In fact, the traditional convolutional layer does not technically perform a convolutional operation, it performs a cross-correlation.

The deconvolution layer, to which people commonly refer, first appears in Zeiler’s paper as part of the deconvolutional network but does not have a specific name. […] It also has many names including (but not limited to) subpixel or fractional convolutional layer, transposed convolutional layer, inverse, up or backward convolutional layer.

— Is the deconvolution layer the same as a convolutional layer?, 2016.

It is a very flexible layer, although we will focus on its use in the generative models from upsampling an input image.

The transpose convolutional layer is much like a normal convolutional layer. It requires that you specify the number of filters and the kernel size of each filter. The key to the layer is the stride.

Typically, the stride of a convolutional layer is (1×1), that is a filter is moved along one pixel horizontally for each read from left-to-right, then down pixel for the next row of reads. A stride of 2×2 on a normal convolutional layer has the effect of downsampling the input, much like a pooling layer. In fact, a 2×2 stride can be used instead of a pooling layer in the discriminator model.

The transpose convolutional layer is like an inverse convolutional layer. As such, you would intuitively think that a 2×2 stride would upsample the input instead of downsample, which is exactly what happens.

Stride or strides refers to the manner of a filter scanning across an input in a traditional convolutional layer. Whereas, in a transpose convolutional layer, stride refers to the manner in which outputs in the feature map are laid down.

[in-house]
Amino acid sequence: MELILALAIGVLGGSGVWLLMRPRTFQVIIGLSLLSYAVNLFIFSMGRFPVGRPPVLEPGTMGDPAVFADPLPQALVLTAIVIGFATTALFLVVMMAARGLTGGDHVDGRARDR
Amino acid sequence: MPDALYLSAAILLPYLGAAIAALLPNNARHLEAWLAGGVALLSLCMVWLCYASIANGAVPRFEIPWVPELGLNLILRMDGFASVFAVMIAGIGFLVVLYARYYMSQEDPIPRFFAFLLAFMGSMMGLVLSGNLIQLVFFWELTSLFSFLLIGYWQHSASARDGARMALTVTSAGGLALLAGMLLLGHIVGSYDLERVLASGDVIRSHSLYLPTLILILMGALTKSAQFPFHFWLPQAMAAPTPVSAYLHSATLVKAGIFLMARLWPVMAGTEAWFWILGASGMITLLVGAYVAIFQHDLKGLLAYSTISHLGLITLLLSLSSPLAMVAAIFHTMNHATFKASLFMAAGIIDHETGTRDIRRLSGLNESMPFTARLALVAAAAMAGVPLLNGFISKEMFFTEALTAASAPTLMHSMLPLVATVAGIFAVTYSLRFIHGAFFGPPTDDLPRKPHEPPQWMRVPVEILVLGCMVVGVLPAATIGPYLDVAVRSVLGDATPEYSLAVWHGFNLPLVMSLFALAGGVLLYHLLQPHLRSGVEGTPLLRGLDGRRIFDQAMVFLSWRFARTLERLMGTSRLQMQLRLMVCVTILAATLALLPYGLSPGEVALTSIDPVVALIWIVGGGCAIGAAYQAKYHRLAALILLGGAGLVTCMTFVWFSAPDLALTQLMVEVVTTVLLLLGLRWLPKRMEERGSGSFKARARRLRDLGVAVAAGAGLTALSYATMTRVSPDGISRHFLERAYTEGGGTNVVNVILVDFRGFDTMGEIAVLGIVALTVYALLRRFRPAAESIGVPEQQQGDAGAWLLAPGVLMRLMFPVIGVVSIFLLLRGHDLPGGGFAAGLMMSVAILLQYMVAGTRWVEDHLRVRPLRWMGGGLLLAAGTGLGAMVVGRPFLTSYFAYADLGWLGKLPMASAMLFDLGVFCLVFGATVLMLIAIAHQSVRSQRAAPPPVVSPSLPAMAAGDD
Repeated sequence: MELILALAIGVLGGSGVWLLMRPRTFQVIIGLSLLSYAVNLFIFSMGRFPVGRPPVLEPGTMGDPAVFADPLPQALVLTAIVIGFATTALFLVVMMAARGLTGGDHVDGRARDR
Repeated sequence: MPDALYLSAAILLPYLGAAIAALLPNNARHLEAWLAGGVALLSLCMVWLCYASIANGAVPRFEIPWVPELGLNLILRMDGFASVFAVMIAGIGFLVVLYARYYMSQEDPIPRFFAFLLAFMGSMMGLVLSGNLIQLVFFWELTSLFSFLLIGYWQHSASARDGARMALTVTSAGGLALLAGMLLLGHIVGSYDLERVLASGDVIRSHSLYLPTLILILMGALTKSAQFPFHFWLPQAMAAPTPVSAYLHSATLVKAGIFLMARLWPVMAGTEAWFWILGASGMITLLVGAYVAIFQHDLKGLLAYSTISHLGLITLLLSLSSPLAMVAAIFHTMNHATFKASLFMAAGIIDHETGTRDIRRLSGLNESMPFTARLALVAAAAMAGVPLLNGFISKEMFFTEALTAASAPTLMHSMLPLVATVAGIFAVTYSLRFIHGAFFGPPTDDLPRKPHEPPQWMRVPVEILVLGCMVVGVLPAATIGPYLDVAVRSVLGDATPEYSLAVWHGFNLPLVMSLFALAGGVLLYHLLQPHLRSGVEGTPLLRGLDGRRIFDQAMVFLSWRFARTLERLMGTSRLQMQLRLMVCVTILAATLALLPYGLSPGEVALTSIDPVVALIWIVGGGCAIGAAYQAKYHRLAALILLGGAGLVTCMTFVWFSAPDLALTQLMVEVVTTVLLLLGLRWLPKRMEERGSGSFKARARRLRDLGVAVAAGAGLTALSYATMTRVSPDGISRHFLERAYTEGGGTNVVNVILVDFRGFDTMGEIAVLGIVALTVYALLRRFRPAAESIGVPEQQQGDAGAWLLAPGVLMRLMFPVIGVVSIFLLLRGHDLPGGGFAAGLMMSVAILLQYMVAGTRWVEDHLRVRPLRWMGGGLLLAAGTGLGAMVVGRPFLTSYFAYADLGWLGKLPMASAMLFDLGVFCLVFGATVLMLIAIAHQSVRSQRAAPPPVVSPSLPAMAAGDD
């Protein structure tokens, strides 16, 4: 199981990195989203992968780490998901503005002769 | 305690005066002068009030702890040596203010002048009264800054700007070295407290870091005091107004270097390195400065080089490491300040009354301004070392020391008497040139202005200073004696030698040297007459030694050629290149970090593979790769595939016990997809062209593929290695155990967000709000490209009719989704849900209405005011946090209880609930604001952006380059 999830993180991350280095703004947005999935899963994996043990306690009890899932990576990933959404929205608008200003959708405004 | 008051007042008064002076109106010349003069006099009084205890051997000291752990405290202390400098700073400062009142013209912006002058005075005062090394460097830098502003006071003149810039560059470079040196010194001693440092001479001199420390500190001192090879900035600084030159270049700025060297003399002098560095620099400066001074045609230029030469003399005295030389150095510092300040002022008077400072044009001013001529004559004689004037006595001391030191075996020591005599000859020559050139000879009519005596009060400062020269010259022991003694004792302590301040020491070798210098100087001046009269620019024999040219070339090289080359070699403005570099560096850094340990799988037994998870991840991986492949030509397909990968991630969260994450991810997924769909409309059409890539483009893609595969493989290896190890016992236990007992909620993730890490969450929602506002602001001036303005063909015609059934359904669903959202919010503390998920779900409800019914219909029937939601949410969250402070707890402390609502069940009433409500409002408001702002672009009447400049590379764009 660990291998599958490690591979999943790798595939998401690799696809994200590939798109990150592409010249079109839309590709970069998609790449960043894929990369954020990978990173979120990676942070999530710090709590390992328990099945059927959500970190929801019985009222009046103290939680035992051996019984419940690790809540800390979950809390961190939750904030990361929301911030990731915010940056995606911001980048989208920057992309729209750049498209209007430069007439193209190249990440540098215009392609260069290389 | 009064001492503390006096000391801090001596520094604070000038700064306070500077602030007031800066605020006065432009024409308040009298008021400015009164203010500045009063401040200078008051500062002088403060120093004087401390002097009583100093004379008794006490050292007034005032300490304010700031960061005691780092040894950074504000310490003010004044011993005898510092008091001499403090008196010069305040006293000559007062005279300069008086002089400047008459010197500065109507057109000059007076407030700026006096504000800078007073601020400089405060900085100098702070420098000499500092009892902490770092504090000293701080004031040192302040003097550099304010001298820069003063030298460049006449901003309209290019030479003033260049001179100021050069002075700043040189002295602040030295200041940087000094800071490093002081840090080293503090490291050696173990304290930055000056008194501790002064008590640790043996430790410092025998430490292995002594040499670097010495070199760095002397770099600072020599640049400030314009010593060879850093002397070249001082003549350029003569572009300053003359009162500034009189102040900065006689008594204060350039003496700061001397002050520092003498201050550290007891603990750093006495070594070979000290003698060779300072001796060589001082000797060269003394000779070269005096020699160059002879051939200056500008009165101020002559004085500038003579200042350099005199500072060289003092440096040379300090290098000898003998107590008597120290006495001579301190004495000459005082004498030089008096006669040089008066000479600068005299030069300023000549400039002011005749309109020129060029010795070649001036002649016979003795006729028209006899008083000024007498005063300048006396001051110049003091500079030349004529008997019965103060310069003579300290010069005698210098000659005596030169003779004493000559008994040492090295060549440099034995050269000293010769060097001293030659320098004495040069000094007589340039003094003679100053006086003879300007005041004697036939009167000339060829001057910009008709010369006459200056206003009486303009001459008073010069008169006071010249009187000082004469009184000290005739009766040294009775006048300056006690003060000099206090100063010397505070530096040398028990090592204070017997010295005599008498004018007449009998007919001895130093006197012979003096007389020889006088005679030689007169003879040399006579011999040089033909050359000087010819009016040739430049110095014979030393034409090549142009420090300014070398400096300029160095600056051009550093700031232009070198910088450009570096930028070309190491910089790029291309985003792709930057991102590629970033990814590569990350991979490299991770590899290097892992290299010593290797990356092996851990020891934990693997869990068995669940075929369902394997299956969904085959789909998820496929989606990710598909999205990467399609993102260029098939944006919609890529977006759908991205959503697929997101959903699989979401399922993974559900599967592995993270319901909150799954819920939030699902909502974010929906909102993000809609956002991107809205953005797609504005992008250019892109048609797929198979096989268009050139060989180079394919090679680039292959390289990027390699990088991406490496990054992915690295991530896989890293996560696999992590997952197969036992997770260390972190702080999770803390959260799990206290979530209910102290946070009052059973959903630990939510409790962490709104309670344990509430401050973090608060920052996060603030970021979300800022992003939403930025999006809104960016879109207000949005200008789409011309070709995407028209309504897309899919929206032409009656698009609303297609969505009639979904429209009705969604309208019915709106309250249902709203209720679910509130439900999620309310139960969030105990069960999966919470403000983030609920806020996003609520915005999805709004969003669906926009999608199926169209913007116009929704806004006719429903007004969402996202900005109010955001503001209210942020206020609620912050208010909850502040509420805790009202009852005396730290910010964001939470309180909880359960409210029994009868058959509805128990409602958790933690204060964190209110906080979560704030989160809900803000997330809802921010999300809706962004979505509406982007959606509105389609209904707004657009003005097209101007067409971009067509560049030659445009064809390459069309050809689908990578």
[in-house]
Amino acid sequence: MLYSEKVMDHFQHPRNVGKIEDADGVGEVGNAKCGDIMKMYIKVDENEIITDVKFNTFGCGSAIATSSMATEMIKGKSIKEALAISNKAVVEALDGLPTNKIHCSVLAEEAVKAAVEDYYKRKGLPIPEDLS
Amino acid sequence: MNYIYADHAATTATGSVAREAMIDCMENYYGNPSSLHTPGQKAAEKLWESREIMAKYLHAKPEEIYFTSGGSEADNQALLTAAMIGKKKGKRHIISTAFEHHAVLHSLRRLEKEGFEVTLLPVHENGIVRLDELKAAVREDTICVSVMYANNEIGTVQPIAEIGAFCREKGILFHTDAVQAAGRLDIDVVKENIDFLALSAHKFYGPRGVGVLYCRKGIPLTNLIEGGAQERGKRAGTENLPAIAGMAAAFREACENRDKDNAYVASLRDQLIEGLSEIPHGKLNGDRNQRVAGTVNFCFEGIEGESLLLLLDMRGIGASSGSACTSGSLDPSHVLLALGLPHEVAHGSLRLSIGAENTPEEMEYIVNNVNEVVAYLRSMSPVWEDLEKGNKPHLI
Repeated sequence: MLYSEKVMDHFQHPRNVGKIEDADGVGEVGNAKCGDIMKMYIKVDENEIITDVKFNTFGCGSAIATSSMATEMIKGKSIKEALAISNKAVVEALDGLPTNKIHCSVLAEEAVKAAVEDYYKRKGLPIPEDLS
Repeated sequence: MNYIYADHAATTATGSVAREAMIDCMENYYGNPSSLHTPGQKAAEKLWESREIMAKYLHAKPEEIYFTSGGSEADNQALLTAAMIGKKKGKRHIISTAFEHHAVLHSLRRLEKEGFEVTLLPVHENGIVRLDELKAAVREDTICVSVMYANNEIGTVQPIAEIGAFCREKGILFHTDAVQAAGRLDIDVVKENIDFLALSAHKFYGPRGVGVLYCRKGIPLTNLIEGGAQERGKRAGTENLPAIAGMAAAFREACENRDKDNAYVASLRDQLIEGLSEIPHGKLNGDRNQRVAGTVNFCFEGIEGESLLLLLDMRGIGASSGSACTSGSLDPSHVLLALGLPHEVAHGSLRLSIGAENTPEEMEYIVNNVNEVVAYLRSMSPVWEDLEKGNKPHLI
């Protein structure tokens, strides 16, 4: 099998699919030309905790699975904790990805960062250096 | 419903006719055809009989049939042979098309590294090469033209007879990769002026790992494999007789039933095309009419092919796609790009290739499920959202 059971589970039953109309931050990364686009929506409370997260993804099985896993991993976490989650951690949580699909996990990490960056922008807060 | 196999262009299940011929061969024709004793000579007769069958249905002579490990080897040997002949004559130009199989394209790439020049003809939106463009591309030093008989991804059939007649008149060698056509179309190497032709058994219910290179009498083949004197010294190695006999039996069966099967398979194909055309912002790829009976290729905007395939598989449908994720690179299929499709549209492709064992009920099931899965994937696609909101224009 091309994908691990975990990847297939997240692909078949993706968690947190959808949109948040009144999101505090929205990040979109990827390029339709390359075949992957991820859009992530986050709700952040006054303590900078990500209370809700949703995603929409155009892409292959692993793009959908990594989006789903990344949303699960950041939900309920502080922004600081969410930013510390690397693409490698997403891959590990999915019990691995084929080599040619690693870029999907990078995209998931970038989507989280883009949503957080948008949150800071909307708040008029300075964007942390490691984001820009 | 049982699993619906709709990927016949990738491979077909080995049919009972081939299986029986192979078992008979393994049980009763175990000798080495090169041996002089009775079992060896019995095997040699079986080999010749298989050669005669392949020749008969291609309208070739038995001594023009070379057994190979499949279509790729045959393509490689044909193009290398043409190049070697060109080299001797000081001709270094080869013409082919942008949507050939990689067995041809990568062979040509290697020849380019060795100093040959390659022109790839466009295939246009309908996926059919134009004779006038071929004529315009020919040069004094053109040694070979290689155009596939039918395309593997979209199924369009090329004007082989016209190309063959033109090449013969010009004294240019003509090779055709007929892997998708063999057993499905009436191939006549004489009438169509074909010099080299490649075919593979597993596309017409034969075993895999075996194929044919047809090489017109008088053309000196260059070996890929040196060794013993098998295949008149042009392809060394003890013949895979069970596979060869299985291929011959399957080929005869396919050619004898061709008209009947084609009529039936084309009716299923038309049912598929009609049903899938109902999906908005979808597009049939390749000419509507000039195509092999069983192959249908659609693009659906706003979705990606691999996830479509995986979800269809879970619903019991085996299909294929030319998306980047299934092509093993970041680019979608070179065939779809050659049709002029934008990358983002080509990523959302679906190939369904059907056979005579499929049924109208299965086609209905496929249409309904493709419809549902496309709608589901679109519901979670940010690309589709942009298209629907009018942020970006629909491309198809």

This effect can be implemented with a normal convolutional layer using a fractional input stride (f), e.g. with a stride of f=1/2. When inverted, the output stride is set to the numerator of this fraction, e.g. f=2.

In a sense, upsampling with factor f is convolution with a fractional input stride of 1/f. So long as f is integral, a natural way to upsample is therefore backwards convolution (sometimes called deconvolution) with an output stride of f.

— Fully Convolutional Networks for Semantic Segmentation, 2014.

One way that this effect can be achieved with a normal convolutional layer is by inserting new rows and columns of 0.0 values in the input data.

Finally note that it is always possible to emulate a transposed convolution with a direct convolution. The disadvantage is that it usually involves adding many columns and rows of zeros to the input …

— A Guide To Convolution Arithmetic For Deep Learning, 2016.

Let’s make this concrete with an example.

Consider an input image wit the size 2×2 as follows:

1, 2 Input = (3, 4)